The Volnay Collection of the Domaine Marquis d'Angerville appeared, I dare to say, as usual: rather restrained and acidic, but due to the tension and structure very promising indeed. The fantstic ****** Volnay 1er Cru Clos des Ducs was definitely beyond any shadow of doubt. As always an infatuating combination of elegance, buoyancy and strenght. In terms of Volnay, I was equally excited by the Domaine de Montille's Volnay 1er Cru Les Taillepieds. It was far more accessible, perfumed, firm and aromatical than the d'Angervilles. To me a more than just very decent ***** Volnay. Michel Lafrage's Volnay 1er Cru Clos des Chenes seemed very decent ****** as well. Maybe a bit too “spicy” and acidic to be a fantastic Volnay. Hard to asses. The future will tell! The presented wines of the Domaines Jean Grivot and Meo-Camuzet were surely different but also a bit alike. My overall impression told me: a rather modern house-style, a bit more fruitful fruit and warmth oriented as well as not so far away from accessibility. At least concerning the “simple” Villages wines. Both Clos de Vougeots were very lively and very attractive. Especially the fresh and already almost silky one from Meo showed fantastic ****** potential. The tasted Nuits-Saint-Georges 1er Cru Murgers (Meo-Camuzet) and Nuits-Saint-Georges 1er Aux Boudots (Grivot) boasted with plenty of strength, lively acid and definitely not a lot of wild rugged NSG character. In this more modern'ish regard, I'd like to mention the nicely accessible, pleasant and gentle wines from the Domaine Tollot-Beaut. From the Corey-Les-Beaune Pièce du Chapitre to the Corton Bressandes Grand Cru all wines convinced me with their very decent ***** seductive appearance and gentleness. The acid seemed not that strongly present. Very decent qualities, maybe not so many edges, for not so much money. Bruno Clair's Marsannay, Savigny-les-Beaune and Gevery-Chambertins (including Chambertin Clos de Beze Grand Cru) presented themselves very reliable (mostly very decent *****) and not that overwhelmingly challenging. A rather modern, juicy, dark fruity and dense. A surely modern approach as well. Overall similar impressions were left by the Beaune 1er Cru Clos des Mouches and Grands Echezeaux Grand Cru from Domaine Joseph Drouhin. Both wines were definitely very decent *****, but especially the Grands Echezeaux appeared a bit chumming up, warm, not so mineral driven and fruity sweet'ish. Rather unusual for a 2010 from such a grand champ. To conclude my Pinot Noir impressions I really would like to highlight to wines of the Domaine Simon Bize. Both tasted Pinots, the Savigny-les-Beaune “Les Bourgeots” and the Savigny-les-Beaune 1er Cru Les Marconnets showed a hell of a lot character, earth, darker wild'ish fruit, freshness and a lot of substance. Especially the fantastic ****** impression by the 1er Cru was very surprising and intriguing.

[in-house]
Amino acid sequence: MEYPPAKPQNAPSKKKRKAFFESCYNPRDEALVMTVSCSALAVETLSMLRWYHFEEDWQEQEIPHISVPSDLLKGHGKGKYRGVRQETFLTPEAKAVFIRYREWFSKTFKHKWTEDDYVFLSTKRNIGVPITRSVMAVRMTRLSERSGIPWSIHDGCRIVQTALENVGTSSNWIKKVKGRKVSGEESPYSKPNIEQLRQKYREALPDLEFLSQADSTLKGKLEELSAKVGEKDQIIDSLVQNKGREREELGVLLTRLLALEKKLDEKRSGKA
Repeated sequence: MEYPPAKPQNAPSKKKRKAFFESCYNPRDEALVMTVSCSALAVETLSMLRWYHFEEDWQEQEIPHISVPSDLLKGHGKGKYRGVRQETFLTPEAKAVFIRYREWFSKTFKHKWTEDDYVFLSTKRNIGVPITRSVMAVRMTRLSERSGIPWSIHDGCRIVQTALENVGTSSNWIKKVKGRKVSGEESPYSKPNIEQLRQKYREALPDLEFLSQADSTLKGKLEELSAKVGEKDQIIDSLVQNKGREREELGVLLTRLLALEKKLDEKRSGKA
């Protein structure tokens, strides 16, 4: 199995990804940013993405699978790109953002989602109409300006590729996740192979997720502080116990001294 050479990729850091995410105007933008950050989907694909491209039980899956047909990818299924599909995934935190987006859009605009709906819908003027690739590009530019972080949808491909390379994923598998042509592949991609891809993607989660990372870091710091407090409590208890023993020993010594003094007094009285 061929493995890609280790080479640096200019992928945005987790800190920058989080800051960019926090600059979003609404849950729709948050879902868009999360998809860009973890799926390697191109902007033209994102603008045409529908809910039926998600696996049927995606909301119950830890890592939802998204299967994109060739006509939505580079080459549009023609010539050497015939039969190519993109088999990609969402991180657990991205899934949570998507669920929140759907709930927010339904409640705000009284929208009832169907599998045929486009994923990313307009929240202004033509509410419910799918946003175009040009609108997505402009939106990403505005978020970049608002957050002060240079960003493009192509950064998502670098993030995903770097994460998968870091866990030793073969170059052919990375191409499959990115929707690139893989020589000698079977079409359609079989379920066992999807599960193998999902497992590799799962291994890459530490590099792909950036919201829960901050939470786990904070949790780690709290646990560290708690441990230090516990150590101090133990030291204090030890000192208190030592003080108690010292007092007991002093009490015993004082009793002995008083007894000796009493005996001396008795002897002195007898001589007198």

I suppose the most adequate finalization of such a grand tasting were the slightly aged wines from the vintage 2008. For those 2008s and all the other wines I'd like to refer to my equally short and insufficient Cellartracker tasting notes: HERE!